And roadworks and dust.
Everybody in Kabul talks about traffic and roadworks, roadworks and traffic.
Of its disruptions and the many inconveniences they cause and the absurd logic that seems to drive the idea of refurbishing a city all at once.
Not to be the one who always looks at the bright side of things, but there may also be some bits of opportunity that spring out of the hours that you spend stuck in the middle of a traffic jam with piles of rubbles and deep ditches on either side of your car.
One of those is definitely window-shopping.
You can look around, check people out and fantasise about the glamorous – if plasticky – dresses that stand, a little dusty, in the windows of the tailors’ workshops.
Wigged or headless manequins sport sleeveless gowns of impossibly bright colours and sequins and deep, provocative cleavages.
Your eyes wander from the brightness of the tailors’ windows to the colourless surroundings. And what strikes you is the contrast between the austerity, the visual (and moral) constrains of the public dimension of daily life and the garishness of these dresses, which clearly allude to a comfortable space of private-ness.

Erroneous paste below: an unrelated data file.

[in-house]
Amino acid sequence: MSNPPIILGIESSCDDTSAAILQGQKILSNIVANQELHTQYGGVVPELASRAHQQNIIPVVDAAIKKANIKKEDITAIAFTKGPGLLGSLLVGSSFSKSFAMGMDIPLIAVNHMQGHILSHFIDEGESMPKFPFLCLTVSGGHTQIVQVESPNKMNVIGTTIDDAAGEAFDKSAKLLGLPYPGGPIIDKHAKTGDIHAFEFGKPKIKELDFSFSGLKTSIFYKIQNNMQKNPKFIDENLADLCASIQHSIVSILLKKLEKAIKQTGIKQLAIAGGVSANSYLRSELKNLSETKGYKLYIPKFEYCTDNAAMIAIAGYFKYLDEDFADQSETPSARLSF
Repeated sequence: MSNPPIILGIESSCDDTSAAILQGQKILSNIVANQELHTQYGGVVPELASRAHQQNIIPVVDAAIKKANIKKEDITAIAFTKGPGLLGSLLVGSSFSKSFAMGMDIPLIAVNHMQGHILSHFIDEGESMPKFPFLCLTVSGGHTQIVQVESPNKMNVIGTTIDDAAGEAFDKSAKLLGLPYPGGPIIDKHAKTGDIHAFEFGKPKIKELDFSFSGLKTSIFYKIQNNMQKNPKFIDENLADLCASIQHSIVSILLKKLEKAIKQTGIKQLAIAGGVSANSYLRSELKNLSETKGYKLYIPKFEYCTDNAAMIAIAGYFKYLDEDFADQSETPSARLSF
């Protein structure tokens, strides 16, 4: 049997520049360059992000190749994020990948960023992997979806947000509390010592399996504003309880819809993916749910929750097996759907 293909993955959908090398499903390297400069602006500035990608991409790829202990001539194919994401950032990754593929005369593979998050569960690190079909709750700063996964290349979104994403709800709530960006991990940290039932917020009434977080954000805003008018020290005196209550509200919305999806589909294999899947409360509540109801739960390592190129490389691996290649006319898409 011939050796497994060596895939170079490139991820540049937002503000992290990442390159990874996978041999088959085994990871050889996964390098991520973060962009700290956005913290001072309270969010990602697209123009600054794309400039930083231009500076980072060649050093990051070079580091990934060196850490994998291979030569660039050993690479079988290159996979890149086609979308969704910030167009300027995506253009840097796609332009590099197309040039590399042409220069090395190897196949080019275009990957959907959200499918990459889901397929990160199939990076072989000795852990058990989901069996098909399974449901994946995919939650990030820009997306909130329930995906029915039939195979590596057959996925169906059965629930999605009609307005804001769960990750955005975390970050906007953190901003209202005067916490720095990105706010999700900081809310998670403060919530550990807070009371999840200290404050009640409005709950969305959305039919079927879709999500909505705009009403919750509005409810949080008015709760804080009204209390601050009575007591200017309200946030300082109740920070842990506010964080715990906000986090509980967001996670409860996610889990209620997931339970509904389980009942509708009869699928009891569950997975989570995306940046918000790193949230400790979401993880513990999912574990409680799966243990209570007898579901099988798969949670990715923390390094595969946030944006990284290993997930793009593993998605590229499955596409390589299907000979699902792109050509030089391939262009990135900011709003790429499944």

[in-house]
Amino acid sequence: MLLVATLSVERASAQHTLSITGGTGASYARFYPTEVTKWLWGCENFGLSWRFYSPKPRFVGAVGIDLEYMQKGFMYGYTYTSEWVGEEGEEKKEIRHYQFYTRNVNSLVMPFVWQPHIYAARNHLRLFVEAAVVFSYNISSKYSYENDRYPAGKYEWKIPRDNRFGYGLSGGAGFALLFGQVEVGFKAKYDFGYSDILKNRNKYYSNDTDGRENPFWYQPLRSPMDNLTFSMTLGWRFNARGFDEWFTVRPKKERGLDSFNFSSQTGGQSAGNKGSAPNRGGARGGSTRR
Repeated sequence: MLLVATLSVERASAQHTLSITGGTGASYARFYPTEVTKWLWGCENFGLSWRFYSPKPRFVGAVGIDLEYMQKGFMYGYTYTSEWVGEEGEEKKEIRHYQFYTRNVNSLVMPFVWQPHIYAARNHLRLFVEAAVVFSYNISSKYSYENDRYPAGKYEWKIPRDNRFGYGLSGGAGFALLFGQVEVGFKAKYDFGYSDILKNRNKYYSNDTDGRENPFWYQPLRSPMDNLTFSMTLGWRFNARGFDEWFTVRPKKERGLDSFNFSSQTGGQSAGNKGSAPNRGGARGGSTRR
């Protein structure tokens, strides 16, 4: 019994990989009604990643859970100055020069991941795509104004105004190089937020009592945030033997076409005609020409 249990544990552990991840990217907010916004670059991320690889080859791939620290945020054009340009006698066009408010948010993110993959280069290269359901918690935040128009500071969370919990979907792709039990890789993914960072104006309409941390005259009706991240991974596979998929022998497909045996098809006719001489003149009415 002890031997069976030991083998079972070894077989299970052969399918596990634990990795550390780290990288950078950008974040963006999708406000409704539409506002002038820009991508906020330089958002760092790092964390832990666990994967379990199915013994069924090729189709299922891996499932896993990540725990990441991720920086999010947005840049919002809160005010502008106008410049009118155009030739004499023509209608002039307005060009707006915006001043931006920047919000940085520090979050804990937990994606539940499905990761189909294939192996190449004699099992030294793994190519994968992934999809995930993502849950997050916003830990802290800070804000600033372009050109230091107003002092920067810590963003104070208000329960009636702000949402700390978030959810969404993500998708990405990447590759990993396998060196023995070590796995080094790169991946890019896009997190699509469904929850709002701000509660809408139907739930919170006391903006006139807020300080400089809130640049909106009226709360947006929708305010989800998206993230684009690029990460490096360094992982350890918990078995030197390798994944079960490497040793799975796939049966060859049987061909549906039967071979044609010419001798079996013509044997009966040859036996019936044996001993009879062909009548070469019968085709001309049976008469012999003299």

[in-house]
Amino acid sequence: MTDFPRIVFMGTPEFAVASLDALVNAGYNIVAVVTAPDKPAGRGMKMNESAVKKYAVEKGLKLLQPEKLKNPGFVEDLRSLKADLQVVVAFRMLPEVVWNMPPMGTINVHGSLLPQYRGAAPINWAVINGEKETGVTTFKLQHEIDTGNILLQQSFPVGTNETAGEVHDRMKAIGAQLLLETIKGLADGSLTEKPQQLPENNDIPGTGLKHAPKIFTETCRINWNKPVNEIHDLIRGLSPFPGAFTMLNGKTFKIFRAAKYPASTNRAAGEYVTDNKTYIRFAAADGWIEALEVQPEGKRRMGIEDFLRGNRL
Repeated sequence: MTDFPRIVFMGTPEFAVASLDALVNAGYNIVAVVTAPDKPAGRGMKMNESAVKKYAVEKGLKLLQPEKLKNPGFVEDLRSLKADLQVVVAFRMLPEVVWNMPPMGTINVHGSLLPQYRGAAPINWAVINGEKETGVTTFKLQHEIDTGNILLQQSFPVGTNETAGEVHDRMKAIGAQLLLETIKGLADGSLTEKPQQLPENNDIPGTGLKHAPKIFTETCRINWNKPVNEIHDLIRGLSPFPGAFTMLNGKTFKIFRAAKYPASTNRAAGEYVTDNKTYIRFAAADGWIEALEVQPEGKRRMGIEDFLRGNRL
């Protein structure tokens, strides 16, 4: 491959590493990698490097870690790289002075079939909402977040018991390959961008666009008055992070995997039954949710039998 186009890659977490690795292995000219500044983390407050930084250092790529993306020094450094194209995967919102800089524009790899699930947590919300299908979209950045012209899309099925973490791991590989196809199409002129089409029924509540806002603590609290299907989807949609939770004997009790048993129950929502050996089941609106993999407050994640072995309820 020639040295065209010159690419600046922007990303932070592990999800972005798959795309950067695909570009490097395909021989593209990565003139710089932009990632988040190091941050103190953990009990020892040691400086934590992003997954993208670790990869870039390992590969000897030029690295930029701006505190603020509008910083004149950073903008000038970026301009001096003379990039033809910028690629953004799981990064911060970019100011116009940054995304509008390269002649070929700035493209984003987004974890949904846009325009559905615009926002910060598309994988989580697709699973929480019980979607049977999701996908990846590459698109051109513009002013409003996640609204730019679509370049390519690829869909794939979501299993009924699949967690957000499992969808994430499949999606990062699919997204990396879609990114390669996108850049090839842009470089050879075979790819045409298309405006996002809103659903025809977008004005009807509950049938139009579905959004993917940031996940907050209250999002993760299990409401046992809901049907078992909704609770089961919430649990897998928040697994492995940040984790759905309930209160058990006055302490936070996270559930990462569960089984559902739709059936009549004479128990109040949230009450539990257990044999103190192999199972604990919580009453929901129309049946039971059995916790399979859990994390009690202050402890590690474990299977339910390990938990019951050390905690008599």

Weddings, engagements, and other celebrations – in most cases strictly gender-segregated – are the occasions to break the monotony of the gray-blue-black colour range. Burqas and abayas fall on the floor as soon as the threshold of the wedding hall is crossed – and they reveal canary yellow tulle netting, turquoise and golden silks and complicated embroideries and heavy make-ups and henna tattoos and pancake makeup to turn the skin tone of arms, necks and (sexiest of all the objects of desire) collarbones fairer. A triumph of sensuality, glamour and provocation: limited in space and time, but existing nonetheless.